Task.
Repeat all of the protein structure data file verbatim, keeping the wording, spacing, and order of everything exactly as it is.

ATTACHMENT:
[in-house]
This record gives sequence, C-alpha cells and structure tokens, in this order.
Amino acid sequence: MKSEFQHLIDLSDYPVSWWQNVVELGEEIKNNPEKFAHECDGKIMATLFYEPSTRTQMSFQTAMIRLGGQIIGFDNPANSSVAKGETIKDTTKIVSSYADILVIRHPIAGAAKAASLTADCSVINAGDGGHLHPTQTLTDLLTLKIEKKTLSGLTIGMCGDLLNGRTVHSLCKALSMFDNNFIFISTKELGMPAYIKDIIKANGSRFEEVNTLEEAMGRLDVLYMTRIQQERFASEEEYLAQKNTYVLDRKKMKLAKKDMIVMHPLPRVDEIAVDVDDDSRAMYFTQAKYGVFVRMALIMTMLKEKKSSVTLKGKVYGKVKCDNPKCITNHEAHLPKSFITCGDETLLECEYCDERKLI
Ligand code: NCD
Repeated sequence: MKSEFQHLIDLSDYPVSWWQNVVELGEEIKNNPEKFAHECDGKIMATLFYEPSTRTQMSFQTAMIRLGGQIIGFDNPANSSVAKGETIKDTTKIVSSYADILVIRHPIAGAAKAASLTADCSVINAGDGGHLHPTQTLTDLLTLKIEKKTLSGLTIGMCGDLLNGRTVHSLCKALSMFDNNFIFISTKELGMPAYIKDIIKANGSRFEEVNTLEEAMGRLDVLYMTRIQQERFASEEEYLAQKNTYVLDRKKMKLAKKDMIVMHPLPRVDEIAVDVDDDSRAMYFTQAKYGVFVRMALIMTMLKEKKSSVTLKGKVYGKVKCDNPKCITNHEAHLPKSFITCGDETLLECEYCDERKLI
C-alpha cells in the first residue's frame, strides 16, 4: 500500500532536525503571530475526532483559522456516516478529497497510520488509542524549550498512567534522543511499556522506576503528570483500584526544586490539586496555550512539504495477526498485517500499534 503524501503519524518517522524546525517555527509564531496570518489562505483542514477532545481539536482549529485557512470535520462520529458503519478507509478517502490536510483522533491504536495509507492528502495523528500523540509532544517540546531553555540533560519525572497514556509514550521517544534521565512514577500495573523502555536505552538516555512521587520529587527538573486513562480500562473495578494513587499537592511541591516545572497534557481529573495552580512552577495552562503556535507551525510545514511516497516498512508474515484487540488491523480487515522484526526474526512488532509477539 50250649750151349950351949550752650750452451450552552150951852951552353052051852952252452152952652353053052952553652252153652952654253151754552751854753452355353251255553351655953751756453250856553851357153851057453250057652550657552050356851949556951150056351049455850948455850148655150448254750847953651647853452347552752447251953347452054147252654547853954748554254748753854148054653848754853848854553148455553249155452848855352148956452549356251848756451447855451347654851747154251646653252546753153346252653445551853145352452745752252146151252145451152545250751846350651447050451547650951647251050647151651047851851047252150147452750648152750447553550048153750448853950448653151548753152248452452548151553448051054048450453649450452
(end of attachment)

[in-house]
This record gives sequence, C-alpha cells and structure tokens, in this order.
Amino acid sequence: MKSEFQHLIDLSDYPVSWWQNVVELGEEIKNNPEKFAHECDGKIMATLFYEPSTRTQMSFQTAMIRLGGQIIGFDNPANSSVAKGETIKDTTKIVSSYADILVIRHPIAGAAKAASLTADCSVINAGDGGHLHPTQTLTDLLTLKIEKKTLSGLTIGMCGDLLNGRTVHSLCKALSMFDNNFIFISTKELGMPAYIKDIIKANGSRFEEVNTLEEAMGRLDVLYMTRIQQERFASEEEYLAQKNTYVLDRKKMKLAKKDMIVMHPLPRVDEIAVDVDDDSRAMYFTQAKYGVFVRMALIMTMLKEKKSSVTLKGKVYGKVKCDNPKCITNHEAHLPKSFITCGDETLLECEYCDERKLI
Ligand code: NCD
Repeated sequence: MKSEFQHLIDLSDYPVSWWQNVVELGEEIKNNPEKFAHECDGKIMATLFYEPSTRTQMSFQTAMIRLGGQIIGFDNPANSSVAKGETIKDTTKIVSSYADILVIRHPIAGAAKAASLTADCSVINAGDGGHLHPTQTLTDLLTLKIEKKTLSGLTIGMCGDLLNGRTVHSLCKALSMFDNNFIFISTKELGMPAYIKDIIKANGSRFEEVNTLEEAMGRLDVLYMTRIQQERFASEEEYLAQKNTYVLDRKKMKLAKKDMIVMHPLPRVDEIAVDVDDDSRAMYFTQAKYGVFVRMALIMTMLKEKKSSVTLKGKVYGKVKCDNPKCITNHEAHLPKSFITCGDETLLECEYCDERKLI
C-alpha cells in the first residue's frame, strides 16, 4: 500500500532536525503571530475526532483559522456516516478529497497510520488509542524549550498512567534522543511499556522506576503528570483500584526544586490539586496555550512539504495477526498485517500499534 503524501503519524518517522524546525517555527509564531496570518489562505483542514477532545481539536482549529485557512470535520462520529458503519478507509478517502490536510483522533491504536495509507492528502495523528500523540509532544517540546531553555540533560519525572497514556509514550521517544534521565512514577500495573523502555536505552538516555512521587520529587527538573486513562480500562473495578494513587499537592511541591516545572497534557481529573495552580512552577495552562503556535507551525510545514511516497516498512508474515484487540488491523480487515522484526526474526512488532509477539 50250649750151349950351949550752650750452451450552552150951852951552353052051852952252452152952652353053052952553652252153652952654253151754552751854753452355353251255553351655953751756453250856553851357153851057453250057652550657552050356851949556951150056351049455850948455850148655150448254750847953651647853452347552752447251953347452054147252654547853954748554254748753854148054653848754853848854553148455553249155452848855352148956452549356251848756451447855451347654851747154251646653252546753153346252653445551853145352452745752252146151252145451152545250751846350651447050451547650951647251050647151651047851851047252150147452750648152750447553550048153750448853950448653151548753152248452452548151553448051054048450453649450452